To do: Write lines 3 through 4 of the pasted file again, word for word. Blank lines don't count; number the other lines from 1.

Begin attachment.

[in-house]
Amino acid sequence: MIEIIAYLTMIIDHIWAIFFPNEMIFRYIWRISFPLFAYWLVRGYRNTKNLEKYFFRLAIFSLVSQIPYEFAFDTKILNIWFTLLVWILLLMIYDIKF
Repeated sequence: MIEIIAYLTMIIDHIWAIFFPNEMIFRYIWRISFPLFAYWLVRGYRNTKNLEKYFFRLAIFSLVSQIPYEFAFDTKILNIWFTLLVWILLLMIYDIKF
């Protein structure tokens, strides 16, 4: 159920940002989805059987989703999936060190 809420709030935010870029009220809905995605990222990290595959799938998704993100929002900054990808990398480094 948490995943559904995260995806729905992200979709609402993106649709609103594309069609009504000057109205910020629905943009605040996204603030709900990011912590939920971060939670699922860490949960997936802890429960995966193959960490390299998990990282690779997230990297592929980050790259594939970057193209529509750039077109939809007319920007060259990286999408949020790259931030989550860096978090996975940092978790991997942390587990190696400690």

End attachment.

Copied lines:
Repeated sequence: MIEIIAYLTMIIDHIWAIFFPNEMIFRYIWRISFPLFAYWLVRGYRNTKNLEKYFFRLAIFSLVSQIPYEFAFDTKILNIWFTLLVWILLLMIYDIKF
């Protein structure tokens, strides 16, 4: 159920940002989805059987989703999936060190 809420709030935010870029009220809905995605990222990290595959799938998704993100929002900054990808990398480094 948490995943559904995260995806729905992200979709609402993106649709609103594309069609009504000057109205910020629905943009605040996204603030709900990011912590939920971060939670699922860490949960997936802890429960995966193959960490390299998990990282690779997230990297592929980050790259594939970057193209529509750039077109939809007319920007060259990286999408949020790259931030989550860096978090996975940092978790991997942390587990190696400690």